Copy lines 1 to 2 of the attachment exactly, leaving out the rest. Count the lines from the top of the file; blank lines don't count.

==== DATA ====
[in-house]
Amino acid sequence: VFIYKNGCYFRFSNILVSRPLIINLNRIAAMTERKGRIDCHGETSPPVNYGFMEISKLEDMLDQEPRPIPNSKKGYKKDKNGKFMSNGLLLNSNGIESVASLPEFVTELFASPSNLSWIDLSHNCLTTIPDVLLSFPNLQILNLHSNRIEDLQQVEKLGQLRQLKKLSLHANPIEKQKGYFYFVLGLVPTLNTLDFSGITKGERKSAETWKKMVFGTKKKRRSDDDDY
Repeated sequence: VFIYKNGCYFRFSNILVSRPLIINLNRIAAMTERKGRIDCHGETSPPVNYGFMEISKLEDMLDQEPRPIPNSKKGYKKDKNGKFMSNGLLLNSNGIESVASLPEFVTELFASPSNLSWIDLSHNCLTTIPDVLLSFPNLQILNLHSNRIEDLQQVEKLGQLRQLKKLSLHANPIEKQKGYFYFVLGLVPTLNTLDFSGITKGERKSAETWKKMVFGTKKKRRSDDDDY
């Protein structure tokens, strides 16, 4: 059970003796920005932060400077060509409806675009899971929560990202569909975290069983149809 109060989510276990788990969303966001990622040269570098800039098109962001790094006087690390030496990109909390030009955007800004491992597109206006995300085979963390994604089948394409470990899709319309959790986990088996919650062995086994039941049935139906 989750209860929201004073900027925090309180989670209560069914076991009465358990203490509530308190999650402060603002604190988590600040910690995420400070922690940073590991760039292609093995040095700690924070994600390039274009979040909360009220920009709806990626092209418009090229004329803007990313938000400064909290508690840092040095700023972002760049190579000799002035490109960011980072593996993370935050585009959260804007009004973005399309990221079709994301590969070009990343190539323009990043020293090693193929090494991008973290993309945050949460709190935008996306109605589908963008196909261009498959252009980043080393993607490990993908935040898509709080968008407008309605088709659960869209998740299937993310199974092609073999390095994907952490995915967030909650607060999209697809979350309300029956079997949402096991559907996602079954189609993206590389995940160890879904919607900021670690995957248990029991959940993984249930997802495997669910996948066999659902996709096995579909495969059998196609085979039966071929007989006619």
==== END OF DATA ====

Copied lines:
[in-house]
Amino acid sequence: VFIYKNGCYFRFSNILVSRPLIINLNRIAAMTERKGRIDCHGETSPPVNYGFMEISKLEDMLDQEPRPIPNSKKGYKKDKNGKFMSNGLLLNSNGIESVASLPEFVTELFASPSNLSWIDLSHNCLTTIPDVLLSFPNLQILNLHSNRIEDLQQVEKLGQLRQLKKLSLHANPIEKQKGYFYFVLGLVPTLNTLDFSGITKGERKSAETWKKMVFGTKKKRRSDDDDY